My Pride Is a Rebellion
Compassion & Choices National Director of Diversity, Equity, Inclusion and Human Resources Jonathan Patterson shares what Pride month means to him.
Every year, pride season provokes a myriad of emotions. Growing up in Kansas, I was never exposed to an actual pride celebration. Sure, I went to the local LGBT bar, but that was on weekends only, on the outskirts of town, in the dead of night. In fact, it was not until moving to Oregon for law school that I attended my first Pride event. And I admit, I was conflicted.
As a Black, gay man, “Pride Season” is a reminder that, as far as we have come as a society, there are still mountains to climb and valleys to cross. We must remember that the origins of Pride began as a rebellion led by Black and Brown transgender women and others against police misconduct. We must remember that, even today, those same Black and Brown transgender women have an average life expectancy of roughly 35 years. We must remember that, in 2019, at least 27 transgender or gender-nonconforming people were murdered, while 2020 has already seen the violent deaths of at least 16 members of that community. And we must remember, in the words of James Baldwin, “Not everything that is faced can be changed, but nothing can be changed until it is faced.”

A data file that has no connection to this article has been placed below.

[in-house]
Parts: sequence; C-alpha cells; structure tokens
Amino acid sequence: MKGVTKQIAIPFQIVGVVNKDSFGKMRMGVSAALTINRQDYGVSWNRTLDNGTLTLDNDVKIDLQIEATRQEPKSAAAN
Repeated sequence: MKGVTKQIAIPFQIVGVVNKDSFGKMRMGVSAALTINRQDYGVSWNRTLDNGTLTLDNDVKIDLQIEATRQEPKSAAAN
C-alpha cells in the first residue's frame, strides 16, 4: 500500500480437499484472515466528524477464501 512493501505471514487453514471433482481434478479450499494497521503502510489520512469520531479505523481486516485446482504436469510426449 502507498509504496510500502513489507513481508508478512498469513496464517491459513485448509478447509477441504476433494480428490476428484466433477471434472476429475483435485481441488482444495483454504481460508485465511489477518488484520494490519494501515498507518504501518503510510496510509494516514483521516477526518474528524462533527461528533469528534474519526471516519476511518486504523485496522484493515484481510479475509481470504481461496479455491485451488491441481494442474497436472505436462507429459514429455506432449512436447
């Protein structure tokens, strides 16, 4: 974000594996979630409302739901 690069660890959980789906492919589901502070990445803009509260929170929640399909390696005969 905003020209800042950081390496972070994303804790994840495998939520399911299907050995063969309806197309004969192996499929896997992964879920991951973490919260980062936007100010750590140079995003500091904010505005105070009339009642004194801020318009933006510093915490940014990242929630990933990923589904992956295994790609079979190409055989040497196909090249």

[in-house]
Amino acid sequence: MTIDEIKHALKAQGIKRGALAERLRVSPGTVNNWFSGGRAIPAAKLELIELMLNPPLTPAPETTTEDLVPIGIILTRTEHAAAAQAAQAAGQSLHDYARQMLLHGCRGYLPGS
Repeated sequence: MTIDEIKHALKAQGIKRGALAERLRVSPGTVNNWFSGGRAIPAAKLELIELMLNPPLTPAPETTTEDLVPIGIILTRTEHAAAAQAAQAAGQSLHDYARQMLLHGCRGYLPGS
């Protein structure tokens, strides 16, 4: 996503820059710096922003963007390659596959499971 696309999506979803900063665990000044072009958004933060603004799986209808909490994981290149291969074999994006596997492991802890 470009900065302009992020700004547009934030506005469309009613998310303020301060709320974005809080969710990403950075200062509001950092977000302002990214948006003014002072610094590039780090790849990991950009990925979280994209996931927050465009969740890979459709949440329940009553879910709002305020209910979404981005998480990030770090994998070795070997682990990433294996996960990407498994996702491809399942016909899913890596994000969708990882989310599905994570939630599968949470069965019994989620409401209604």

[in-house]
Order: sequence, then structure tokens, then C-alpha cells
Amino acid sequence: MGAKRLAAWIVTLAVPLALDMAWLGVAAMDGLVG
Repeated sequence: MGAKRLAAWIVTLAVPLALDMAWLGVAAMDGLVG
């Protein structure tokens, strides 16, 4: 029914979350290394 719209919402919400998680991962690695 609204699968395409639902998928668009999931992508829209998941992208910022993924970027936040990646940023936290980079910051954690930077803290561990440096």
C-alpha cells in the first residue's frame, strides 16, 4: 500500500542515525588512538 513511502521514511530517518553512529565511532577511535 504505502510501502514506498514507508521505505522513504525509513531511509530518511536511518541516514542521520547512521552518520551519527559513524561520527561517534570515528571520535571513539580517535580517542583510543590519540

The same rebellious spirit that filled the first pride exists in the movement to close healthcare disparities at the end of life. At Compassion & Choices we understand that finishing strong at the end of life should be the status quo available for all, regardless of their sexual orientation, gender identity, race, color, religion, or location. It is why we work to create a diverse, inclusive movement that reaches across political ideologies and language barriers. It is why we fight for legislation that removes barriers to care through the use of telemedicine.
So as we take to the streets, video conferencing, or responsible physically distanced gathering to celebrate our various communities, let us also mourn those who, for the simple fact of being, are no longer with us. And, in the spirit of Sylvia Rivera, Marsha P. Johnson, and the other pioneers of Stonewall, let us continue to fight so that all can live with dignity.